So, Deltarune. I think it’s very good.
Deltarune is a turn-based RPG. It’s made by Toby Fox, the creator of the darlingest of indie darlings, Undertale. There are a large number of similarities between the two games, including rad as hell music, incredibly weird yet cohesive stories, and bullet hell gameplay mechanics for dodging enemy attacks.
They’re also both games that at least to my mind are much richer if you go into them with no spoilers. As such, if you enjoyed Undertale or games like Earthbound, I would encourage you to grab your gaming machine of choice, and download Chapter 1 & 2 right now. They’re free, and they’re available for PC, Switch, and PS4.
Now, it’s possible that this isn’t enough information for you. You want to know more about what you’re actually getting into. So this next section of the article is for those of you who are either on the fence, or not as interested. Perhaps you played Undertale and it never grabbed you. Perhaps you’ve had your fill of weird internet humor. Perhaps you’re tired of listening to Megalovania. Whatever the reason, I’d still suggest you check out Deltarune.
Deltarune is still just as weird as its famed predecessor, and the music is in my opinion just as good. However, Deltarune’s combat and ACTION system are vastly improved over those of Undertale.
One of Undertale’s primary selling points was that you didn’t have to kill anyone. You could play the game as traditional turn-based RPG with grinding, attacks, and murder. But you could also play through the game by choosing to talk and interact with enemies, and then SPARING them, ending combat without defeating them.
How the story unfolds if you choose to spare enemies is one of the most unique parts of the game. Unfortunately, choosing to spare “trash mobs” quickly becomes tedious after the first time you fight that type of enemy. Combat encounters in Undertale are fairly simple. Combat starts, and on your turn as a pacifist, you select various options in the interaction bar to try to butter up or calm down your opponent. Whenever they attack you, you play a bullet hell dodging mini-game to avoid being hit. While this is fine for bosses, it quickly becomes a boring for the other fights. Every type of normal enemy has the same sequence each time to “beat” the encounter.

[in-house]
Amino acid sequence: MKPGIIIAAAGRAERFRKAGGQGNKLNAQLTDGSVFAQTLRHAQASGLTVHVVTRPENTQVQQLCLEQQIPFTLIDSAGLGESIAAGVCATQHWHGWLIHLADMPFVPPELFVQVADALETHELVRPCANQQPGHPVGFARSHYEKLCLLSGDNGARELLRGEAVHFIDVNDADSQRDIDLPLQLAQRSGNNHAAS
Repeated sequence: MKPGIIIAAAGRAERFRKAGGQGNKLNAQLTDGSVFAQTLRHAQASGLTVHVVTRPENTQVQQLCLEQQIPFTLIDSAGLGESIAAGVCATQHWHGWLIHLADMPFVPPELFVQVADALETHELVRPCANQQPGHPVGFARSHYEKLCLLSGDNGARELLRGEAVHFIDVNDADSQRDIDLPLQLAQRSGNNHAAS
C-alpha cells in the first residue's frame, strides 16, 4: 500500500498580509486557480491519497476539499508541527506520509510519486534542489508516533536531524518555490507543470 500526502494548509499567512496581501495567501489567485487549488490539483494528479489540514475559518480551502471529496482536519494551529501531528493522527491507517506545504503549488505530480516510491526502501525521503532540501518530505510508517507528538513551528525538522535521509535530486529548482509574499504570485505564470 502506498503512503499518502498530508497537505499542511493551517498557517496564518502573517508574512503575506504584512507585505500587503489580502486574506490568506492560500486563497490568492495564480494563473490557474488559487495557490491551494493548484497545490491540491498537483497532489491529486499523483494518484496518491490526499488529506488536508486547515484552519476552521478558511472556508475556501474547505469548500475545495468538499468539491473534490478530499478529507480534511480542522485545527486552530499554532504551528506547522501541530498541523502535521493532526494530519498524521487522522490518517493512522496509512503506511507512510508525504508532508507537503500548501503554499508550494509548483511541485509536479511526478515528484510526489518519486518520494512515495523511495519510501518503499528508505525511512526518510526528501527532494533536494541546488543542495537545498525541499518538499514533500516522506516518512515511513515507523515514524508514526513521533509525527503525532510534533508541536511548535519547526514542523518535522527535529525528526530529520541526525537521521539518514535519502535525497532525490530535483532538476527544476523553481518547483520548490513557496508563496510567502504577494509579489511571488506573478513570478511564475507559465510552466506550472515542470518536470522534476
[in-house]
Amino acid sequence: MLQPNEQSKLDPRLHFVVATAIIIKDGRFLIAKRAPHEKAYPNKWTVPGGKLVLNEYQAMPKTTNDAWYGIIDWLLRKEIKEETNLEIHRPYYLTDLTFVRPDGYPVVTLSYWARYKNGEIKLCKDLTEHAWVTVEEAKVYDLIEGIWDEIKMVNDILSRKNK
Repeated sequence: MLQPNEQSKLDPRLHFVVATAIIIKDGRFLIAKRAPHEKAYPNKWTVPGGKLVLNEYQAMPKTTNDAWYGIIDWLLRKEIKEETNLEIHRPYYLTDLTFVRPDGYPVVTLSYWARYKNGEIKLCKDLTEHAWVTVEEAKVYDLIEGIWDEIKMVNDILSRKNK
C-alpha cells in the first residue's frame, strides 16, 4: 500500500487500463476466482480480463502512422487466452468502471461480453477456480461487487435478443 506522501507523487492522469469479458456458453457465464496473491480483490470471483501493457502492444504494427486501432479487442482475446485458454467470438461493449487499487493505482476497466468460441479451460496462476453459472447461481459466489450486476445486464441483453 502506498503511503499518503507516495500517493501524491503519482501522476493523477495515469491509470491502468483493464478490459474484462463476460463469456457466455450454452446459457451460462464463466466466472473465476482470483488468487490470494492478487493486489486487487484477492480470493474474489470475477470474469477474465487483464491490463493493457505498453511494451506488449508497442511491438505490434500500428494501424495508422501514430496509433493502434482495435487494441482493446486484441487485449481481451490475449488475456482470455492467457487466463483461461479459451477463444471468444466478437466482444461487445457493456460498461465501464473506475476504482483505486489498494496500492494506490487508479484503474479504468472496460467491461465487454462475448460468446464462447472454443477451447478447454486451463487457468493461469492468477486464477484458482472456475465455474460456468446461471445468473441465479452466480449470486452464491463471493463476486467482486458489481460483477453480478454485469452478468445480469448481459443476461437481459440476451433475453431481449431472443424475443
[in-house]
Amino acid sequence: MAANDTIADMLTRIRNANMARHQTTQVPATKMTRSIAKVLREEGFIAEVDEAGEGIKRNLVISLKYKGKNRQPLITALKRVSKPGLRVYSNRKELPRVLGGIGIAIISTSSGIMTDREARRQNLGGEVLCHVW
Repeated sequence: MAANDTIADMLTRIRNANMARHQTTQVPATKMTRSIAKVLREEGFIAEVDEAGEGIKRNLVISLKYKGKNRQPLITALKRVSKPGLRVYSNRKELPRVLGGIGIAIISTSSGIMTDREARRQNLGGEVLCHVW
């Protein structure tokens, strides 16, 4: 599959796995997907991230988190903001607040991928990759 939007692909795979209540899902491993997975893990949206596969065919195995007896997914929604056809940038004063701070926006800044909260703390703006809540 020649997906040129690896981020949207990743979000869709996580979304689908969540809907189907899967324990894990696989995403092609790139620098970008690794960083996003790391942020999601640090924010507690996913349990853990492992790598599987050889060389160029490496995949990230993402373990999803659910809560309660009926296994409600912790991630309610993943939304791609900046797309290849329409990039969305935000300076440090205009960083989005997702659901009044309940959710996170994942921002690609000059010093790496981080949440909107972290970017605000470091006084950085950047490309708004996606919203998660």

But this writeup is about Deltarune, not Undertale. Deltarune still allows you to be a pacifist, but without making the encounters boring. There are a few new mechanics that solve this problem, as well as some general ways that combat encounters have been made more meaningful than they were in Undertale.
The first new mechanic is a system called TP. When enemies attack you in both Undertale and Deltarune, you play a short bullet hell sequence. This sequence varies wildly based on the enemy, but the general rule is: don’t get hit. Deltarune adds the TP gauge to these sequences. It’s used for various special actions and magic attacks including healing, and it fills by being just barely close enough to not take damage from attacks.
The second new mechanic is that pacifist actions also occasionally have their own mini-games associated with them. They’re nowhere near as elaborate as the bullet hell sequences mentioned above, but they’re more fun than simply choosing options on a menu like in Undertale.
And finally, you now have multiple party members to use. Some of the more interesting encounters in the game play with how pacifist options work differently for each party member. And this makes sense because some of your party members are… shall we say… “Less Inclined to Non-Violence” than others.
Deltarune keeps the parts of Undertale that were already loved by pretty much everyone (including the strange story, bizarre art and animation, and music that goes so much harder than it needs to), but just makes them more fun to experience.
I highly recommend you play Deltarune, or at least what’s out so far. I don’t think you’ll be disappointed.
Author Note: Images are from the IGDB because I was too lazy to take screenshots while I was playing.